Valencia was a private social club for uptown teenagers. Conceived of and funded by local parents, it opened in 1948 and became an exclusive teen country club remembered fondly by members. At its peak in the 1960s, 1,200 teens belonged there. It featured an Olympic-size swimming pool, pool tables, tennis and basketball courts, a short-order snack bar, movie showings and music every weekend, and big dances on major holidays.
Practically every band in New Orleans played here. The small combos featured musicians such as Mac “Dr. John” Rebennack, Ronnie Barron, Jerry Jumonville, Freddy Staehle, James Booker, Irving Bannister, and most of the Spiders. The big dances saw the likes of Ray Charles, Fats Domino, Bobby “Blue” Bland, Ernie K-Doe, Benny Spellman, Deacon John, Sugarboy Crawford and his Cane Cutters, Jessie Hill, and the Minit label’s whole roster. It was a slice of heaven for a music-loving kid.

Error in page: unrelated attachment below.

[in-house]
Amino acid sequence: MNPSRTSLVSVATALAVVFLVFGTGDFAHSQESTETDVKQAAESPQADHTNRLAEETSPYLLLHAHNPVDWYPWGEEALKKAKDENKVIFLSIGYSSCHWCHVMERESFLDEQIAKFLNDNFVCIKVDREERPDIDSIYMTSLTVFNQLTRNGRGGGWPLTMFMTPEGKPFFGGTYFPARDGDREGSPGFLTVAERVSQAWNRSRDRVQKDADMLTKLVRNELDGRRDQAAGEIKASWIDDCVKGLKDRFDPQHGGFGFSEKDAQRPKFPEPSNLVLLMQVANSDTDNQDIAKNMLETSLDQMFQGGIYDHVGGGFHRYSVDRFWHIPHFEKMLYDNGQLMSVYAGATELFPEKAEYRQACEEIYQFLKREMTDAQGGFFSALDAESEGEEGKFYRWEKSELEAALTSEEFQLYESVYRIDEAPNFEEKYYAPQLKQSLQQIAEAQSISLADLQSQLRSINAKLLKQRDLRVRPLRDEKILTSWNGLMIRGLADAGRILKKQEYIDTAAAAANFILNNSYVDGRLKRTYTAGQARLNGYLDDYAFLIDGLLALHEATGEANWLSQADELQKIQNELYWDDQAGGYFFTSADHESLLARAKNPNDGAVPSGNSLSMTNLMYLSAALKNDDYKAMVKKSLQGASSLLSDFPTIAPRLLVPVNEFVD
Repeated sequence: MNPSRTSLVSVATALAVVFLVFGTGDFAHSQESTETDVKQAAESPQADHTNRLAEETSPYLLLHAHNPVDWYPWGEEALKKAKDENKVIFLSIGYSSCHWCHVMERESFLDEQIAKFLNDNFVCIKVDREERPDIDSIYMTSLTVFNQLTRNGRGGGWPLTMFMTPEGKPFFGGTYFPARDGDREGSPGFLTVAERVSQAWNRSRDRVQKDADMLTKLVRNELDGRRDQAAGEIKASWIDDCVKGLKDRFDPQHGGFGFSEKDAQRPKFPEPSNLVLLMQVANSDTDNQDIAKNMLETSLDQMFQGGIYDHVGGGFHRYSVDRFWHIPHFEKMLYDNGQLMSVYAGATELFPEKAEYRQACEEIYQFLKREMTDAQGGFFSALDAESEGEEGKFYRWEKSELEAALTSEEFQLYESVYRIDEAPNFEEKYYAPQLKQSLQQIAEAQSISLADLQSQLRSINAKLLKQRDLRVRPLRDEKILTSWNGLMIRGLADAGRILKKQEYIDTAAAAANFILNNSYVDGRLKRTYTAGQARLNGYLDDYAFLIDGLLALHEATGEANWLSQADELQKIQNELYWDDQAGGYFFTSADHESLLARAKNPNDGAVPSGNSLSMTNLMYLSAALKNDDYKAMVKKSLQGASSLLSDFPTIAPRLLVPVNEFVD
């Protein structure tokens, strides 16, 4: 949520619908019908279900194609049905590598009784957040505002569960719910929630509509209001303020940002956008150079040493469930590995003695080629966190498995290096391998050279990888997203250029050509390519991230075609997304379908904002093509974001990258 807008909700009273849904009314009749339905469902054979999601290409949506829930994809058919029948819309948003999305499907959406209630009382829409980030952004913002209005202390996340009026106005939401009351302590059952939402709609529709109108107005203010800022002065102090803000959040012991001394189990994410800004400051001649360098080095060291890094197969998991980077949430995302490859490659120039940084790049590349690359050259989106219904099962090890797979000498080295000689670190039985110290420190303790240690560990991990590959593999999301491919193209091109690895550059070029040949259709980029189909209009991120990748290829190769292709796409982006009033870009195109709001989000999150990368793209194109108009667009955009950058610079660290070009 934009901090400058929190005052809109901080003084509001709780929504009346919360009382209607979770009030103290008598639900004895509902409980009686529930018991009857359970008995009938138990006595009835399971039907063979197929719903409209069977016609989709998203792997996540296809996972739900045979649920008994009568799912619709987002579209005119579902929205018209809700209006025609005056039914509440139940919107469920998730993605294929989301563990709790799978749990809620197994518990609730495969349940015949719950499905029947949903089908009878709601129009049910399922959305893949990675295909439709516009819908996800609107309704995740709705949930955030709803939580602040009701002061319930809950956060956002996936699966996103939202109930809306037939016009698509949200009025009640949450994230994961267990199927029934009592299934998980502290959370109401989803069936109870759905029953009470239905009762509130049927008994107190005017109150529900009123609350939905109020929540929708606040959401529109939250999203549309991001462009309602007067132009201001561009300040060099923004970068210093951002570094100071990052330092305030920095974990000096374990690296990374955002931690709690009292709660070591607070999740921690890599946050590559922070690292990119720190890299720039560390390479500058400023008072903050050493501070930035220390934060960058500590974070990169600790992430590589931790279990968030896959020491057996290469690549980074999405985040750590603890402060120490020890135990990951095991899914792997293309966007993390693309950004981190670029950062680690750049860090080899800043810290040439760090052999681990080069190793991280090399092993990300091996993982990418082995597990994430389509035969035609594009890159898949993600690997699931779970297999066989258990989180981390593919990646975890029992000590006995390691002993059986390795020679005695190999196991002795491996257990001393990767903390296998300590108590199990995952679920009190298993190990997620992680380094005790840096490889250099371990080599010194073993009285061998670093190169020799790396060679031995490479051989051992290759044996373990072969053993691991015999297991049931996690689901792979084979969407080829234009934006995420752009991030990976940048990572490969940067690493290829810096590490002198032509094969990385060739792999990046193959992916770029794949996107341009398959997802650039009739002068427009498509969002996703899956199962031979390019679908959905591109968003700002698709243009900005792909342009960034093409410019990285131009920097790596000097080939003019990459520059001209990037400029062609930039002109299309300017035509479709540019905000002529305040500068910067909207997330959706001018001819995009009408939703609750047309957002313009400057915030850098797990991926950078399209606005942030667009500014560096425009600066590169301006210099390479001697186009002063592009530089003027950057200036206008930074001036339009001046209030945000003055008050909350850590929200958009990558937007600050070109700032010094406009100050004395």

Although the club made space on the bandstand for black musicians, it was less inclusive otherwise. Valencia members were white, and the club held an annual ball celebrating the Old South, complete with period dress and romantic representations of the Confederacy.
Ostensibly, Valencia was about keeping a close watch on the elite’s teenagers, but it wound up being a place to rendezvous for drinking excursions and mischief. On that front, it couldn’t compete with bars, cars, and the opposite sex. Attendance declined over the years, and Valencia closed in 1988. Several attempts to revive the club to its former glory have so far been unsuccessful.